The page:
A char-cheese burger with grilled onions and cheddar, $12.50 including fries
Whether for work, fun, or plain hunger, I reckon I’ve tried a good six or seven hundred San Diego restaurants over the years. But at remarkably few can I claim to know the whole menu.
3448 30th Street, San Diego
The one menu I know by heart is Lefty's Chicago Pizzeria. Back in 2007, before I was writing about San Diego restaurants, the original North Park location (3448 30th Street) probably fed me more than I fed myself. It was a short five-block walk to affordable lunch or dinner — a slice of pizza or two, a sandwich, a Chicago hot dog and fries — and I took that walk often.
When I claim to know every menu item, it’s more that I’ve tried every ingredient in one form or another. Lefty’s offers thirty different toppings on three different styles of Chicago pizza (thin crust, deep dish, and indulgent stuffed pies). Counting every permutation would take more mathematical effort than I’m willing to exert while in isolation, but I can tell you with statistical certainty that most of the best combinations start with Italian beef and giardiniera peppers.
Take-out burger and beer craving satisfied by Lefty's Chicago Pizzeria in North Park
Yes, I’m talking about the same Italian beef Lefty’s puts on its beef dip sandwiches, but as a pizza topping. A-plus.
Open for 16 years now, Lefty’s remains family owned and operated, but it doesn’t feel like enough to call Lefty’s a family restaurant. It’s more like an extended family restaurant. Whether those working behind the counter have been related or longtime employees, there’s always been the same spark of friendliness. Not the nicey nicey, sun-baked friendliness common to So Cal, but the snappy, what-you-guys-want kind of banter practiced by Chicagoans.
Like, how most of the crew took to calling my old roommate, a fellow Chicago transplant, “DB” (not his initials). Partly because he always asked for modifications, mostly because he rooted for the Green Bay Packers, not the Bears (a Second City betrayal). My friend didn’t even try to shirk the nickname, by the way. To this day, he lets them know it’s for DB when he phones in a pizza order.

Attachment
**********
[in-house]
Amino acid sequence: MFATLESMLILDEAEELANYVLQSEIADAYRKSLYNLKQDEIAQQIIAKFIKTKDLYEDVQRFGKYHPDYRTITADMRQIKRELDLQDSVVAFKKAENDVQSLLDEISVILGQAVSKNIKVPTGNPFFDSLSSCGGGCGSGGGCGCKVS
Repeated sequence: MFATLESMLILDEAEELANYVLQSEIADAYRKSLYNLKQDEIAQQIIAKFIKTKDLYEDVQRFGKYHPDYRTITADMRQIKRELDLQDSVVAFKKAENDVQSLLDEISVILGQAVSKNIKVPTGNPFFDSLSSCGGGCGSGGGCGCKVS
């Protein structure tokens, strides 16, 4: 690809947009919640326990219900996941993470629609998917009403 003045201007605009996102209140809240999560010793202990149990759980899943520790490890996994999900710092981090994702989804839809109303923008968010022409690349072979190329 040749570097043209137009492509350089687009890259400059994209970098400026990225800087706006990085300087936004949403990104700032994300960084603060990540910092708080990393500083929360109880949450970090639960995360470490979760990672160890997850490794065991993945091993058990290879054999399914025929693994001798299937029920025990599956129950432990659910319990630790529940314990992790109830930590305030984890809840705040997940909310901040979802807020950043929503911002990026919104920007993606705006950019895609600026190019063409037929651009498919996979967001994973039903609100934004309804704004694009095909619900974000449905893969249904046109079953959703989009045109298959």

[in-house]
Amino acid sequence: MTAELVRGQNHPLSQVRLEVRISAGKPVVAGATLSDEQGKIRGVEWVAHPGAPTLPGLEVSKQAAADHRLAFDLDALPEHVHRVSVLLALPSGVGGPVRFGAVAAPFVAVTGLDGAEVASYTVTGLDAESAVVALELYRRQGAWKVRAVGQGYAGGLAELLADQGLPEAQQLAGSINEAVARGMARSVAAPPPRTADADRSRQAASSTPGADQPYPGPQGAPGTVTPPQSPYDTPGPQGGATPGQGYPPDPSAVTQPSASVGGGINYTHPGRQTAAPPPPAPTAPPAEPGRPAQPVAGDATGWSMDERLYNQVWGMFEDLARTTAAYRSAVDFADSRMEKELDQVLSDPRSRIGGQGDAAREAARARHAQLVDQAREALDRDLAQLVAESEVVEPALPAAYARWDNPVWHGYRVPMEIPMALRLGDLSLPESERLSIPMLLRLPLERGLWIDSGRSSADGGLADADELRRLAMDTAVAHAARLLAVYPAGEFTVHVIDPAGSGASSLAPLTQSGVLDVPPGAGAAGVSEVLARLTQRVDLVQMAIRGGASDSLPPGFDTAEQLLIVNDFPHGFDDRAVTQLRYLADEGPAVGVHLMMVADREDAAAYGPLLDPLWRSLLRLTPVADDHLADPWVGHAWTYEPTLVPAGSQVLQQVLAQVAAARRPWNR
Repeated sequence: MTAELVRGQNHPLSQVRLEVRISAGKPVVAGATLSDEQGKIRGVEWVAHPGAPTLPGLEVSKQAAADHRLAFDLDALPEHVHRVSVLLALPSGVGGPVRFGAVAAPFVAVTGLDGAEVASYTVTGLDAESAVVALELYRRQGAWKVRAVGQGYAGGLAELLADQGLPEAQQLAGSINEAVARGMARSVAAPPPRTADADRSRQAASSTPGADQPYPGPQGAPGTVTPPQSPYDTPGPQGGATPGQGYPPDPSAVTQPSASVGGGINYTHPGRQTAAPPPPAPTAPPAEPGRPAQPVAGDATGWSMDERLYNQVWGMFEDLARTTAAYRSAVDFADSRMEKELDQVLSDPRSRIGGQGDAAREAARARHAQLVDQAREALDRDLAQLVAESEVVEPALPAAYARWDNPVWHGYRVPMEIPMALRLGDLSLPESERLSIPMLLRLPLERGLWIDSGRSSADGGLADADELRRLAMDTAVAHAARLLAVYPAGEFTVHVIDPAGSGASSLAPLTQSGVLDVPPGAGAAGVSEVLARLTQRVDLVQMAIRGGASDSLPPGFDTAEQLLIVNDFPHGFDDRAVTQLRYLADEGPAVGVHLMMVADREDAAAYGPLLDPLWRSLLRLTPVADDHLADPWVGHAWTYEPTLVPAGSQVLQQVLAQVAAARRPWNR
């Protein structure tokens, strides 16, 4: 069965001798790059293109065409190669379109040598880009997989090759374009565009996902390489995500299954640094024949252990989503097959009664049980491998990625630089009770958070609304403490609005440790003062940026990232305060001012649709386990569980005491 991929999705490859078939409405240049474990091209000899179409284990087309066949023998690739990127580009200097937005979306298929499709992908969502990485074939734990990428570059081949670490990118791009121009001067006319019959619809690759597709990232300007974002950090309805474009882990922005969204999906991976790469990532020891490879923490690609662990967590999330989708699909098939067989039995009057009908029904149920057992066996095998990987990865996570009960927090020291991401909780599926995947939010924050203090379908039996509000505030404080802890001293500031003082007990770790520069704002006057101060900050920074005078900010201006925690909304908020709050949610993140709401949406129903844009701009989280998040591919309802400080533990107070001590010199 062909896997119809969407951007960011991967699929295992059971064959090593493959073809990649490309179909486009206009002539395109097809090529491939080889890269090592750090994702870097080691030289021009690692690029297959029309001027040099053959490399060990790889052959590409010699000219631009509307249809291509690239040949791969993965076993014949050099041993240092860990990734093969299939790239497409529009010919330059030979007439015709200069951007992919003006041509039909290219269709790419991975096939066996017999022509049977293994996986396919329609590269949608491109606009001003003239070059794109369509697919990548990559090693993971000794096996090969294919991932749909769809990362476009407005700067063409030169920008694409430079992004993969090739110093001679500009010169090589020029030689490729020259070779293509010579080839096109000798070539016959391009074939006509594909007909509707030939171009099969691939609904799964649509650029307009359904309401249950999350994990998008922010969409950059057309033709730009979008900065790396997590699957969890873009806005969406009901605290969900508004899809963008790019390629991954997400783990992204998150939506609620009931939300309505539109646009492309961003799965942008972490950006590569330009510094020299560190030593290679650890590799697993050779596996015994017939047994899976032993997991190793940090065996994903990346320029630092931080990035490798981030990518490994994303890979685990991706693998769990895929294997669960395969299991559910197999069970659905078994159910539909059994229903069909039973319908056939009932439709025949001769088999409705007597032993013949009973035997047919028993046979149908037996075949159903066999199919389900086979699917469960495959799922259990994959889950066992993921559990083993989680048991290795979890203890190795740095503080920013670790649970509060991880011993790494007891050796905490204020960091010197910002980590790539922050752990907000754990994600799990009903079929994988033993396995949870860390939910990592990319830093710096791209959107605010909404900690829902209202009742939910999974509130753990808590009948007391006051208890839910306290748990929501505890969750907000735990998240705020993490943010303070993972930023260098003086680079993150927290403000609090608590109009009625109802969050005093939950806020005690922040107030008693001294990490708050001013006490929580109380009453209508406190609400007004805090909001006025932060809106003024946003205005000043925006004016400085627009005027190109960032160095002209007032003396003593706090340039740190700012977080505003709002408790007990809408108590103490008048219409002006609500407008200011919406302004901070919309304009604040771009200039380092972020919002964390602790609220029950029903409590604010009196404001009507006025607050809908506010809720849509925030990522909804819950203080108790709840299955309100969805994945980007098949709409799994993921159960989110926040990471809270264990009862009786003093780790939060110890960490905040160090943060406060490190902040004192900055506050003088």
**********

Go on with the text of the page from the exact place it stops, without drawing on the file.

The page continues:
Sixteen years a family-run neighborhood food counter
Most of my visits, even in the years since I moved out of North Park, I’ve known the person behind the counter of Lefty’s by name: Dave, Shawn, Vita, Karen, Luke. And the same can be said about my latest visit, my first since the coronavirus appears to put every small business in town in jeopardy. Luke took my phone order — I recognized the mop of hair over his facemask when I picked it up.
I don’t think anybody recognized me behind mine. Dining with anonymity is a part of this Feast-writing job I’m good at. Even people I know don’t always recognize me. But there was the same jocular welcome, regardless. Lauren, one of the owners, offered to sanitize my credit card, as I paid. I slowed her down only to add a last minute slice of pizza to my order. Deep dish pepperoni. They keep the slices behind glass, right there at the counter. There’s really no way to avoid going home with one.
I try a lot of new restaurants, and have even managed to try a few new ones since all the dining rooms closed. But Lefty’s epitomizes the kind of place I want to support with my limited spending during this crisis. It’s fed me well at times I could barely afford it and dishes up some of my absolute favorite San Diego comfort food.
It’s way more than pizza. Sometimes it’s Italian beef. Sometimes it’s the spot-on turkey and avocado sub. Sometimes it’s the Al Capone pasta: linguini with bacon, basil, and artichoke in a tomato-cream sauce. This week, I found myself seriously craving a cheeseburger and French fries. So I went for one of the best in town. Lefty’s char-cheddar burger with grilled onions has never failed to fill the burger-shaped hole in my belly.
I took it home, poured myself a glass of local beer, and dug in. It felt great to channel a bit of that good feeling Lefty’s provides. This will be a fine weekend.